Movie Barcode is a thing that always excited my curiosity, but for whatever reasons I never actually tried to generate one myself. Few days ago reappeared on r/dataisbeatiful a thread about movie barcodes, as I was looking for a new python project I decided to take a shot at it. This post-mortem will be divided into two parts, the first one about frame preparation and the second one about color detection. As a conclusion I will go through an analysis of Toy Story’s results.

Introduction

What is a Movie Barcode?

A Movie Barcode is the color identity card of the movie. Basically for each frame you take the dominant color and create a stripe out of it. The result is an overview of the overall mood of the movie.

Different methods

Basically there is two methods to generate these barcodes. The first one consist in squeezing the frames to the desired width. During this phase the reduction algorithm applied will do an average of every pixels in the row. This method keeps the vertical relief, leading to non-homogenous results in slices, as we can see on the example below.

Toy Story barcode

Toy Story (1995) - moviebarcode.tumblr.com

Best examples of this method can be found there: http://moviebarcode.tumblr.com/

The second method consist in extracting the dominant or primary color of the frame, and then applying it to the slice. This method allows me to have a deeper control of the algorithm I choose, to extract the primary color. The final image is a lot smoother than the ones generated with the first method, as we can see below with the same movie.

Toy Story barcode

Toy Story (1995) – Internal

I decided to use the second method, since I preferred the more polished look. Also it’s an incredible opportunity for me to test different color extraction processes.

Note

The code is fully available on Github under the MIT License. Do not hesitate to try it by yourself and share your images in the issues!

Preparation

For evident reasons, during the development process I was not using full length clips, I was working with Youtube trailers. The quality is awful but at least the clip is short and the weight reduced, perfect for prototyping. However, these clips have a major downside, they regularly featured black borders coming from different screen formats. When you are trying to extract the primary color of an image, having one third of it plunged into complete darkness doesn’t really makes it. Thus, before extracting any colors I need to crop the frames.

Black borders issue

Toy Story 2 (1999) - Black Borders issue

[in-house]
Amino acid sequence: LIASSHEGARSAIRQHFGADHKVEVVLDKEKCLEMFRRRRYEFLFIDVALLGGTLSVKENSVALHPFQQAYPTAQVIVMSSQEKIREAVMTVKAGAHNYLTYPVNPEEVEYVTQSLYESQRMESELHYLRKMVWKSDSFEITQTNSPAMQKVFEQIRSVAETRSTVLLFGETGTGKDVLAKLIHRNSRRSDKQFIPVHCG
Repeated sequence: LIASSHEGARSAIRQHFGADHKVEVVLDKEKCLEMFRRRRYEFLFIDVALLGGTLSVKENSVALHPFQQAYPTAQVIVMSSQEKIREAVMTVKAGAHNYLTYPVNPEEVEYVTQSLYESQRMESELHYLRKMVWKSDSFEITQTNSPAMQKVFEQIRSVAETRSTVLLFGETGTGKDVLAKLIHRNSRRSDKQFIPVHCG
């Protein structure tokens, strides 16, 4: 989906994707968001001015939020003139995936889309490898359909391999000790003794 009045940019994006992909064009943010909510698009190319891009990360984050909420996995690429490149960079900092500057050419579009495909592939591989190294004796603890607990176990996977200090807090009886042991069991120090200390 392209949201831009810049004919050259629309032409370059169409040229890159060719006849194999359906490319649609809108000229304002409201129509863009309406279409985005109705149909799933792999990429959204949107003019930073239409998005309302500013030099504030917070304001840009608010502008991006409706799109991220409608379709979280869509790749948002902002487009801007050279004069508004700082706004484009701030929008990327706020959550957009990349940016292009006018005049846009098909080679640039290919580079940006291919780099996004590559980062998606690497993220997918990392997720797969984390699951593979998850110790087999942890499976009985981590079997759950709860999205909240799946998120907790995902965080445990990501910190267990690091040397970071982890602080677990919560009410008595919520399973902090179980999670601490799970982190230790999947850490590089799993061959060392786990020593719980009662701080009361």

In first place I tried to detect the borders using edge detection gradients like Prewitt1 or Sobel in combination with Hough Line Detector. With Sobel kernel we can define the orientation, thus keeping only edges in roughly the right direction. We can see below the formulas as well as the results images.

Original image

Toy Story 2 (1999) - Original Image before Sobel

Sobel X

Toy Story 2 (1999) - Image after Sobel X

Sobel Y

Toy Story 2 (1999) - Image after Sobel Y

These images are then plugged into a Hough2 Detector to extract lines. The result I obtained was not really convincing, lots of noises and false positives. Before completely scrapping this branch, I tried to replace my Sobel operator with Canny’s3 one, and the result was way better. Canny’s operator produce much more sharper and precise edge images, especially for geometric images.

Original Clip

Toy Story 2 (1999) - Original Clip with Black Borders

Canny Filter

Toy Story 2 (1999) - Same frame after Canny Filter

The above result is perfect for Hough detection, and it worked well. For whatever silly reasons I decided to detect the edges for each and every frame, leading to awful performances, the Hough detector requiring a lot of computation. So was it for Hough, I decided to find another way to detect the edges. Since I was sure that they were vertical or horizontal, I chose to sum each rows or columns individually until I reached a maximum. These maximums are my border edges. I later optimized it by only going through each half once, because I was confident enough that edges could only be in their own half.

def iterate_vertical(dim1, dim2, width, frame, default):
    max_sum = 0
    y = 0
    for i in range(dim1, dim2):
        temp_sum = 0

        for j in range(0, width):
            temp_sum += frame[i][j]

        if temp_sum > max_sum:
            max_sum = temp_sum
            y = i

    # Only if we have a line long enough
    if max_sum/255 > width/2:
        return y
    else:
        return default


def iterate_horizontal(dim1, dim2, height, frame, default):
    max_sum = 0
    x = 0
    for i in range(dim1, dim2):
        temp_sum = 0

        for j in range(0, height):
            temp_sum += frame[j][i]

        if temp_sum > max_sum:
            max_sum = temp_sum
            x = i

    # Only if we have a line long enough
    if max_sum/255 > height/2:
        return x
    else:
        return default

This algorithm is also capable to not detect borders in images without them, I will then return zero. However some images can lead to incorrect results.

Black line ts3

Toy Story 3 (2010) - The straight line in the middle is causing the algorithm to detect a border